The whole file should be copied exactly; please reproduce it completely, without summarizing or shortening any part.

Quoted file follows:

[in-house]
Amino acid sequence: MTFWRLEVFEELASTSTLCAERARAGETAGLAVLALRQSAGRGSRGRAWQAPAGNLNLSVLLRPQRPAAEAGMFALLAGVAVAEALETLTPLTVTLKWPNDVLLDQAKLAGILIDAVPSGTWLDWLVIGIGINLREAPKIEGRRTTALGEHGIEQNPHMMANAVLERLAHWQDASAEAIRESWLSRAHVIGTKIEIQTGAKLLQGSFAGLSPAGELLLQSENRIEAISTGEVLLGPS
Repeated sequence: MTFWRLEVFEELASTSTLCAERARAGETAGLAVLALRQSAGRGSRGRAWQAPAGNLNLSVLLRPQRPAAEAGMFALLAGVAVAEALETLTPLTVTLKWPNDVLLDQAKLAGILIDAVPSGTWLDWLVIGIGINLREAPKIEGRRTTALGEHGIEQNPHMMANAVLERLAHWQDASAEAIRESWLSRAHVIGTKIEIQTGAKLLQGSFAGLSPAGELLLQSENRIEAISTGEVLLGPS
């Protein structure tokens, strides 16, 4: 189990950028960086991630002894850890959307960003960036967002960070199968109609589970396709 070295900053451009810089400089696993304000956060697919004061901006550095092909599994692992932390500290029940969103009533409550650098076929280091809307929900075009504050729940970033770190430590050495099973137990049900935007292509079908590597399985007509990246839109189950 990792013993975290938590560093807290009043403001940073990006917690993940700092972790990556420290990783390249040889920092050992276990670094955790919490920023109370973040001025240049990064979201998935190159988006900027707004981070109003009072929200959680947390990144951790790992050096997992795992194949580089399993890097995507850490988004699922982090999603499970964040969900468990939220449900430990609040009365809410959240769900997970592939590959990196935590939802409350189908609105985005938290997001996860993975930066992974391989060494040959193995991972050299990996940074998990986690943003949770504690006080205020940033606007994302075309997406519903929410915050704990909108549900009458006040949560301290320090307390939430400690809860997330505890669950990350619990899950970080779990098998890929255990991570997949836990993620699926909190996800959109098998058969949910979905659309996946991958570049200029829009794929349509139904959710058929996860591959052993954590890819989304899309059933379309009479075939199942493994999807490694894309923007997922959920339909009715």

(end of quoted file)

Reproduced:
[in-house]
Amino acid sequence: MTFWRLEVFEELASTSTLCAERARAGETAGLAVLALRQSAGRGSRGRAWQAPAGNLNLSVLLRPQRPAAEAGMFALLAGVAVAEALETLTPLTVTLKWPNDVLLDQAKLAGILIDAVPSGTWLDWLVIGIGINLREAPKIEGRRTTALGEHGIEQNPHMMANAVLERLAHWQDASAEAIRESWLSRAHVIGTKIEIQTGAKLLQGSFAGLSPAGELLLQSENRIEAISTGEVLLGPS
Repeated sequence: MTFWRLEVFEELASTSTLCAERARAGETAGLAVLALRQSAGRGSRGRAWQAPAGNLNLSVLLRPQRPAAEAGMFALLAGVAVAEALETLTPLTVTLKWPNDVLLDQAKLAGILIDAVPSGTWLDWLVIGIGINLREAPKIEGRRTTALGEHGIEQNPHMMANAVLERLAHWQDASAEAIRESWLSRAHVIGTKIEIQTGAKLLQGSFAGLSPAGELLLQSENRIEAISTGEVLLGPS
């Protein structure tokens, strides 16, 4: 189990950028960086991630002894850890959307960003960036967002960070199968109609589970396709 070295900053451009810089400089696993304000956060697919004061901006550095092909599994692992932390500290029940969103009533409550650098076929280091809307929900075009504050729940970033770190430590050495099973137990049900935007292509079908590597399985007509990246839109189950 990792013993975290938590560093807290009043403001940073990006917690993940700092972790990556420290990783390249040889920092050992276990670094955790919490920023109370973040001025240049990064979201998935190159988006900027707004981070109003009072929200959680947390990144951790790992050096997992795992194949580089399993890097995507850490988004699922982090999603499970964040969900468990939220449900430990609040009365809410959240769900997970592939590959990196935590939802409350189908609105985005938290997001996860993975930066992974391989060494040959193995991972050299990996940074998990986690943003949770504690006080205020940033606007994302075309997406519903929410915050704990909108549900009458006040949560301290320090307390939430400690809860997330505890669950990350619990899950970080779990098998890929255990991570997949836990993620699926909190996800959109098998058969949910979905659309996946991958570049200029829009794929349509139904959710058929996860591959052993954590890819989304899309059933379309009479075939199942493994999807490694894309923007997922959920339909009715």